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need suggestions to replace my globals

post #1 of 22
Thread Starter 

When I was fresh out of school, the first knives I encontered were Globals - so I got a set I loved them for awhile. Now I've been cooking for another two years and want to upgrade. Ive been doing some competitions and real fine work.
 

I want to stay japanese, preferably something 8 inch (not a fan of long chefs knives) I really like light, thin knives. Don't want to spend more than 300-400 for this knife.

Any opinion is appreciated.

 

Thanks ladies and gents

post #2 of 22

With that budget you have a lot of different (And great) options. Actually you can even add some "bling factor" to your choice.

Now some questions that I'm sure that somebody else is going to ask:

 

-Do you already have good sharpening stuff...And skills?

-You want to keep your blade Japanese... But what about the handle? Yo handle or wa handle?

-Carbon steel or inox ?

-Do you want pure performance or you care a lot on the looks?

 

I own some Globals and I was happy with them... But once I got a Mac (Professional series) I just forgot about the globals, the mac is much better. But just like I'm telling you... With your budget you have a ton of possibilities that people with more experience than me can recomend you.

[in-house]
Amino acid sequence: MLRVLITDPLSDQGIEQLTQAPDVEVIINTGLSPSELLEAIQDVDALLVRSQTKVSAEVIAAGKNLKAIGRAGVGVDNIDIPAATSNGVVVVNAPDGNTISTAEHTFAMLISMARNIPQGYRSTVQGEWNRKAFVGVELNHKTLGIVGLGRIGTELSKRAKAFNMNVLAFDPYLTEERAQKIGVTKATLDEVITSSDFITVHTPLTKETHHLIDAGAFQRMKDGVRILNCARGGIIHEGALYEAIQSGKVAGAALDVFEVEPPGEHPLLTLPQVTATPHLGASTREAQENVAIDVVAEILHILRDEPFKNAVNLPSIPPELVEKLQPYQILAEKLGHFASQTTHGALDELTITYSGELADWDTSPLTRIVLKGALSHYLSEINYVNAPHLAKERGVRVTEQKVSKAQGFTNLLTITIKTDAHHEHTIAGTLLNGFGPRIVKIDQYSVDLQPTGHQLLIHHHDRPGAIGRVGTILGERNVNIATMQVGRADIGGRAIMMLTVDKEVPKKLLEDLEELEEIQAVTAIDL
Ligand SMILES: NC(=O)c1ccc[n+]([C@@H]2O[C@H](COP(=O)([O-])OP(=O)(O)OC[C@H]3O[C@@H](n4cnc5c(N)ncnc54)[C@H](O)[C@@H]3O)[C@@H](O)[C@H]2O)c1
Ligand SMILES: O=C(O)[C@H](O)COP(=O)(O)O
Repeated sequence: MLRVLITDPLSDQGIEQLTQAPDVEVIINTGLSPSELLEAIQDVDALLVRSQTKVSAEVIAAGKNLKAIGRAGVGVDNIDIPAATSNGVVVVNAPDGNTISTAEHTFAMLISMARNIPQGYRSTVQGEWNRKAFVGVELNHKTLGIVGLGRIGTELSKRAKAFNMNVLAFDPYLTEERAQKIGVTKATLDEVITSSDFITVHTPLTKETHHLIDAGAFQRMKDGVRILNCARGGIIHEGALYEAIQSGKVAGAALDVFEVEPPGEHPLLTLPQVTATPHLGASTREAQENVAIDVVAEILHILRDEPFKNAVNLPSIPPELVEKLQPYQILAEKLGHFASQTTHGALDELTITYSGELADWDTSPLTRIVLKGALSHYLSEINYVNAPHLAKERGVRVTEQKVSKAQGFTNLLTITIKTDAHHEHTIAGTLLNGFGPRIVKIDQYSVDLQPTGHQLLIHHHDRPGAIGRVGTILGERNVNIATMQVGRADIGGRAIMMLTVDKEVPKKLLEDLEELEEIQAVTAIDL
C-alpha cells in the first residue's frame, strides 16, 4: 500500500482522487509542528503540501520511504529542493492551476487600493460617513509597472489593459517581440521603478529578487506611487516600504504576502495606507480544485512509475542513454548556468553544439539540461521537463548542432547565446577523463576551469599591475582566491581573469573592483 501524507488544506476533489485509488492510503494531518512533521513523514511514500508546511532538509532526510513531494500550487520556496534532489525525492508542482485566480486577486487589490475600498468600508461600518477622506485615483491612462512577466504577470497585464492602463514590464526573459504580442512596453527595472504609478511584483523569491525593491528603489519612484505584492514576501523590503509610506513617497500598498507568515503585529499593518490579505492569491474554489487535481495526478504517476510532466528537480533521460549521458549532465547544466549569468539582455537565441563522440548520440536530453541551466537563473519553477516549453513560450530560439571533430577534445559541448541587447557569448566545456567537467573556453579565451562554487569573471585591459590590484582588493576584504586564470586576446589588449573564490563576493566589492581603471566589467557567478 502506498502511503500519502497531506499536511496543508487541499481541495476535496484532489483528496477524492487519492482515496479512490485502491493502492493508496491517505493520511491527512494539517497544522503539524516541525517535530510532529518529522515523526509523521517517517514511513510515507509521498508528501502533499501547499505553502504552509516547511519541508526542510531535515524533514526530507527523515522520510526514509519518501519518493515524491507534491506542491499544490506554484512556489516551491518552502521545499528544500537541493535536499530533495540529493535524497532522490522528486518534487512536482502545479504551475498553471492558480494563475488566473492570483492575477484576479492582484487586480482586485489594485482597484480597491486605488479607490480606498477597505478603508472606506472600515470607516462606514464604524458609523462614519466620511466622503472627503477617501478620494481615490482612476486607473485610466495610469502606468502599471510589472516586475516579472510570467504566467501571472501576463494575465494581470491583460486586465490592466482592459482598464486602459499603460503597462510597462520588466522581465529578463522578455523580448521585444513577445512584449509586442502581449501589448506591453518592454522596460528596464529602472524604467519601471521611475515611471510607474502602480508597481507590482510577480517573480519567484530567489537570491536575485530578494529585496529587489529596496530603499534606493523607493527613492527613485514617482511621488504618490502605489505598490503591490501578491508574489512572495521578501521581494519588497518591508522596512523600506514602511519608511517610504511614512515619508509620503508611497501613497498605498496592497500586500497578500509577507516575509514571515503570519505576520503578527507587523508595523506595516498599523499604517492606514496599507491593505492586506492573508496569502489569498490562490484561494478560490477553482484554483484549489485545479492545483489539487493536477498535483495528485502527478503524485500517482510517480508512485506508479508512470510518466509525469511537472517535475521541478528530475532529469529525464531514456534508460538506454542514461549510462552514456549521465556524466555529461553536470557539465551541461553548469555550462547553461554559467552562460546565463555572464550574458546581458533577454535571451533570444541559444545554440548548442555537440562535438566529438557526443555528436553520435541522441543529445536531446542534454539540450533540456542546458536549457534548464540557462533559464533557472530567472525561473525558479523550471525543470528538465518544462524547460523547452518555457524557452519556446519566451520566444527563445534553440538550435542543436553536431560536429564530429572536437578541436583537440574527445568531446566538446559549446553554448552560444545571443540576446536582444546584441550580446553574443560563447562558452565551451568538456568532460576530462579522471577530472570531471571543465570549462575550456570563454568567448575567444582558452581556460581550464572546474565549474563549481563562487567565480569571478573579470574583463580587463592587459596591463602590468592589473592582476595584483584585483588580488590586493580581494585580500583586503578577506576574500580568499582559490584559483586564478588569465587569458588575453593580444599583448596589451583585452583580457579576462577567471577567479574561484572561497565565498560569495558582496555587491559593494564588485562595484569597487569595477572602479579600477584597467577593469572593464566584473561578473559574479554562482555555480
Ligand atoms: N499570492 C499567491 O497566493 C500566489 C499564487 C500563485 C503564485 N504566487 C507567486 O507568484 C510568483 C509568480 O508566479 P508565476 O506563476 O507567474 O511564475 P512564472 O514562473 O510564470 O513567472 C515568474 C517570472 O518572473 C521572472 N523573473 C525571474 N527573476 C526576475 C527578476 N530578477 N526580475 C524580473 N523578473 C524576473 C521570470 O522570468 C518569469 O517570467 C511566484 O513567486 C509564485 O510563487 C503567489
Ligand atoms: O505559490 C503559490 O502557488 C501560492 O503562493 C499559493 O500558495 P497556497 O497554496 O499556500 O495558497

Best regards!

post #3 of 22

Can highly recommend the Masamoto KS.

 

Available on japanesechefknives.com

 

Carbon steel, wa handle, beautiful steel, fantastic fit & finish. My favourite knife.

 

Also consider:

  • Konosuke HD
  • Suisin Inox Honyaki
  • Sakai Takayuki Grand Cheff

 

(The above are all ultra light, ultra sharp lasers, in stainless steel).

 

For something a bit different, check out Takeda. Ultra light as well, but Aogami super steel (carbon). Rustic kurouchi clad finish. Quite a deep belly, but really sensational knife.

 

The above are all available on chefknivestogo.com

 

All great options, but IMHO you can't beat the Masamoto.

post #4 of 22
Thread Starter 

luis j - i'd even like to spend less but theres this great retailer in Montreal on Laurier and i was told to look around that number. I have a 1000 grit stone right now - Im going to get a 3k as well. Skills are okay - getting better.(still new). I dont really know the difference between the steels. Pure proformance is foremost but if i can get a good looking knife, its a plus.

duckfat33 - I considered konosuke but still trying to get some information. I'll look into those as well.
 

thanks alot guys!

post #5 of 22

What would you like to know about Konosuke?